There is the typical fervor surrounding promising early data, a few major advances to report (for instance, the melanoma data from Roche and BMS covered by among others, the NYT, WSJ, Reuters, and, of course, 'The Pink Sheet' Daily), and the meeting halls are packed with clinicians, investors, and journos. (Saturday's clinical science symposium on ovarian cancer had such throngs waiting for it to start that McCormick Place called in bouncers, from 'Armageddon Security,' nonetheless. And if you weren't in the initial crush, you probably got diverted to an overflow room. Or the second overflow room.)
Still, compared to other years, analysts aren't finding much to write home about. And, increasingly, the importance of the data being presented before packed meeting halls is being questioned. 'We need to get away from things that add cost but not value,' UnitedHealthcare's Lee Newcomer noted during a panel on health care reform.................cont'd
Image courtesy of flickrer Joe Seggiola through a creative commons license.
Physicians often have insufficient knowledge about fatigue and its treatments or underestimate the impact of fatigue on quality of life, while patients may consider it an unavoidable and untreatable side-effect and fear that reporting it may incite a change toward less aggressive cancer treatment.
Note: study on lung cancer but pertinent for all cancer patients/families
Even more important, he writes, patient preferences vary from one individual to another and these preferences are often unheard: “Quality in end-of-life care will continue to elude us if we assume that societal average preferences indicate the care individual patients want and need,” he writes.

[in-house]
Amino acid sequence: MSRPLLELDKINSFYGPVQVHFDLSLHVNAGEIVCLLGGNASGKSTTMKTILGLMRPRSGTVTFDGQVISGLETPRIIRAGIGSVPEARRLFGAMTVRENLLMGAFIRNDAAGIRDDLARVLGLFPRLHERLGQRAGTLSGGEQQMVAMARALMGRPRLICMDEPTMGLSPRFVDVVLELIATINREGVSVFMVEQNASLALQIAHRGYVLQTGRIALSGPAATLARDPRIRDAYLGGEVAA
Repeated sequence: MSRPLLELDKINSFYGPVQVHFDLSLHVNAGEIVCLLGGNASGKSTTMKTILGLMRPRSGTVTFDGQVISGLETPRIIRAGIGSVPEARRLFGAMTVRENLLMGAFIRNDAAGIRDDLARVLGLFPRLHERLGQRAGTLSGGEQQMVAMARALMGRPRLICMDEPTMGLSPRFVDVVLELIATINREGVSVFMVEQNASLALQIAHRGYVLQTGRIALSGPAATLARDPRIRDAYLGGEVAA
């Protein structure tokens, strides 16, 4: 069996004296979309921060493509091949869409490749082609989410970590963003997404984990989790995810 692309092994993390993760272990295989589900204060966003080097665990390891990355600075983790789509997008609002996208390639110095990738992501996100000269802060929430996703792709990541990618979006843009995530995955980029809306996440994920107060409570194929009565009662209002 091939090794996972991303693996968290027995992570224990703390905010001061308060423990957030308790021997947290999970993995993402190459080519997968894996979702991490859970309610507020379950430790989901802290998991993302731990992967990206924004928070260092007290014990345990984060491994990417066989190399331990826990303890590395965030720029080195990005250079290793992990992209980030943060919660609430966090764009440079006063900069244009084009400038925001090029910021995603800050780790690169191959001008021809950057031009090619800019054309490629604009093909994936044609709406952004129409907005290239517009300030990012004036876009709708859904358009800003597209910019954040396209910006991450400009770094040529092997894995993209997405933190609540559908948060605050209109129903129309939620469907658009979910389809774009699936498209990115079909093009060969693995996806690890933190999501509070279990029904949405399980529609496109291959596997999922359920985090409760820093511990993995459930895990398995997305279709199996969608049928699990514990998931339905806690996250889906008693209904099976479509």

Drugs that interfere with HER3’s better-known cousins, EGFR and HER2, have already proven effective in treating many types of cancer, and early-stage clinical trials are underway with antibodies directed against HER3. HER3 is of great interest to cancer biologists because it is commonly involved in two of the deadliest forms of the disease, ovarian and pancreatic cancer, says MIT Professor Linda Griffith, who led the research team with Harvard Stem Cell Institute and Brigham and Women’s cardiologist Richard Lee.
The study, published online May 26 in the Journal of Biological Chemistry....
Sunday, June 12, 2011
abstract: Randomized surgical training for medical students: resident versus peer-led teaching (trial and error)
Randomized surgical training for medical students: resident versus peer-led teaching
Available online 16 March 2011.
Medical students spend significant portions of their time in the operating room, with many learning skills through trial and error. Peer-assisted learning is a useful teaching and learning method. Our hypothesis is that students will perform basic skills in the operating room environment more often when taught by their peers.
Sixty third-year medical students participated in an operating room introduction course. Learners were randomized into 2 cohorts: 1 led by obstetrics and gynecology residents, 1 led by fourth-year medical students. Assessment was performed using an objective, structured clinical exercise.
Peer-assisted learners performed more steps correctly during the objective exercise compared with resident-assisted learners (16.1 vs 14.4 of 22 total steps assessed, P < .01).
Peer-assisted learning may be a useful teaching method for simulation training. Third-year medical students may benefit from this low threat and informal environment.
abstract: Treating cervical cancer: Breast and Cervical Cancer Prevention and Treatment Act patients - access to care
Note: not ovarian cancer related but access to care issues
Treatment patterns among Georgia Medicaid cases appear appropriate to stage but 18% with invasive cervical cancer received no cancer treatment, although Medicaid enrolled.
abstract : Posttreatment surveillance and diagnosis of recurrence in women with gynecologic malignancies: Society of Gynecologic Oncologists recommendations authors U.S./Canada
b University of Ottawa, Ontario, Canada
c David Geffen School of Medicine at UCLA, Los Angeles, CA
d University of Louisville Louisville, KY
e University of California Irvine Medical Center Orange, CA
f University of Washington School of Medicine Seattle, WA